Green Bay Packers 42, Seattle Seahawks 20:
I was about to praise Darryl Johnston for stating my exact thoughts as the game commenced with the Seahawks jumping out to a 14-0 lead. He said he didn't think the Packers would be rattled despite their inexperience, but admitted he was wrong, commenting that Seattle simply looked like it had been here before. The Seahawks qualified for the Super Bowl two years ago, which looked like it meant a lot in the early going.
Meanwhile, I felt so bad for Ryan Grant because it looked like he ran so hard after his first fumble. As he was trying to make amends for his mistake, he fumbled at midfield, allowing Seattle to score its second touchdown of the contest. Grant was greeted with a chorus of boos.
But you know what? Despite taking 7.5 points and watching my team go up 14-0, I didn't feel confident that Seattle would cover (check the forum for proof.) Maybe it was the extremely crappy week I've been having. Maybe it was the fact that Brett Favre was the opposing signal caller. Or maybe it was Matt Hasselbeck's bizarre belief that his squad would be able to run the ball on the Packers. Seriously, what was he thinking? Did he forget that Shaun Alexander spends more time hiding puffy Cheetos in his helmet from Mike Holmgren than practicing? Did he not remember that Alexander has looked like a 6-year-old girl prancing through a flower garden? Even the robotic Kenny Albert sounded confused. Poor Johnston had to press the Control-ALT-Delete buttons on Kenny's back.
It's amazing how much this game 180ed. The Packers went from fumbling and being inept on defense, to scoring on every single drive until the fourth quarter and shutting down anything the Seahawks wanted to do. Seattle even turned the ball over on a fumble leading to yet another Green Bay touchdown.
And one more thing - why were Albert, Johnston and the Goose so shocked that Marcus Pollard was dropping every single pass thrown to him? Pollard sucks. The only reason anyone even knows his name is because Peyton Manning made him. I was surprised that the Goose liked what he saw out of Pollard when he was with Indianapolis, but then I remembered that he probably wasn't paying too much attention, as he was undoubtedly pulling a Shaun Alexander. The only difference is that I see the Goose being a Crunchy Cheetos kind of guy.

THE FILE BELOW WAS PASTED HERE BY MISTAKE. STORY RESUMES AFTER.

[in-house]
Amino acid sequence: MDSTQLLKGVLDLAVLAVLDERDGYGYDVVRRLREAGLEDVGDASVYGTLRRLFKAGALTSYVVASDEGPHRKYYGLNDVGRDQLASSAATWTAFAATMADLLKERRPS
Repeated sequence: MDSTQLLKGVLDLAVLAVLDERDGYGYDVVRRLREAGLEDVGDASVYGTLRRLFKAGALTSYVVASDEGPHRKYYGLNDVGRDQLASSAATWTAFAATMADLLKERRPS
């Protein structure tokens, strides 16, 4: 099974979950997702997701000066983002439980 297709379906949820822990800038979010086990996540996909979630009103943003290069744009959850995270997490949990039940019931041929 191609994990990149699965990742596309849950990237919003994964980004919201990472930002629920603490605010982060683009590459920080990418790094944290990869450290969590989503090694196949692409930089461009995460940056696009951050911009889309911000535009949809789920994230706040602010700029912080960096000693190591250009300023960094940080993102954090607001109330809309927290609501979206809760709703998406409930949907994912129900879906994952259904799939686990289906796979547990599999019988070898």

New England Patriots 31, Jacksonville Jaguars 20:
Let's discuss two controversial plays on the opening drive of this contest. The first was a 4th-and-1 conversion by the Jaguars, which turned out to be a 34-yard completion to Marcedes Lewis. While impressive, it was nothing compared to the second controversial event. As David Garrard was being dragged down to the turf by Patriots defenders, he somehow heaved the football into the arms of Matt Jones, who was standing in the end zone. Replay showed Garrard's shin was on the ground before he let go of the football. Bill Belichick pulled the challenge flag out of his sock, thought about it, and stuffed it back in.
Why was that crazy? No, not the fact that Belichick would have won the challenge. It was his tube socks. Did you see them? They looked like they went up past their knees. Those socks were straight out of the 1750s. They were large enough that Belichick could have hid a camera in them. Not that he would do that sort of thing.
It's crazy when you go 12-of-12 for 120 yards and a touchdown in a half and your numbers don't even produce the best quarterback rating. Brady's stats were eclipsed by David Garrard's 12-of-14 for 149 yards and two scores. Garrard finished admirably, but Brady's first incompletion came on his 17th throw. He concluded the game with more touchdowns (3) than incompletions (2). This just in - Brady's sorta kinda good.
Anyway, let me summarize this game for you in a few words: "Touchdown. Personal foul. Touchdown. Personal foul. Touchdown. Personal foul..." No surprise that there was a lot of scoring, but there were like 450 personal fouls called. But if you're a reader of this site, you understand why this occurred. Head official Jerome Boger is far and away the worst in the NFL. It seems like he botches every single game he referees. But give Boger credit - he stepped it up in the playoffs and simply managed to call 15-yard personal fouls instead of phantom holds and pass interferences.